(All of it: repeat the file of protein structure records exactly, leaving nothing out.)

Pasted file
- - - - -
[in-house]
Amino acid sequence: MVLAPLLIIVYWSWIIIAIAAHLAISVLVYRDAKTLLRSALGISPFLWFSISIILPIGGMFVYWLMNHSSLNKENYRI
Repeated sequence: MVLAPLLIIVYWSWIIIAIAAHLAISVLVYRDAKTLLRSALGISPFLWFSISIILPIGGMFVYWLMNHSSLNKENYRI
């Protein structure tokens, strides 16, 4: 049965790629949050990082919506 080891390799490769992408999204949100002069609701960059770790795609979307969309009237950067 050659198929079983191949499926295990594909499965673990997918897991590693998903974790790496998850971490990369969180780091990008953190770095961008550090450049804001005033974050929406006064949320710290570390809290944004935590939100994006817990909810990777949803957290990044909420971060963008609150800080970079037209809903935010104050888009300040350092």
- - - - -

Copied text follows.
[in-house]
Amino acid sequence: MVLAPLLIIVYWSWIIIAIAAHLAISVLVYRDAKTLLRSALGISPFLWFSISIILPIGGMFVYWLMNHSSLNKENYRI
Repeated sequence: MVLAPLLIIVYWSWIIIAIAAHLAISVLVYRDAKTLLRSALGISPFLWFSISIILPIGGMFVYWLMNHSSLNKENYRI
């Protein structure tokens, strides 16, 4: 049965790629949050990082919506 080891390799490769992408999204949100002069609701960059770790795609979307969309009237950067 050659198929079983191949499926295990594909499965673990997918897991590693998903974790790496998850971490990369969180780091990008953190770095961008550090450049804001005033974050929406006064949320710290570390809290944004935590939100994006817990909810990777949803957290990044909420971060963008609150800080970079037209809903935010104050888009300040350092």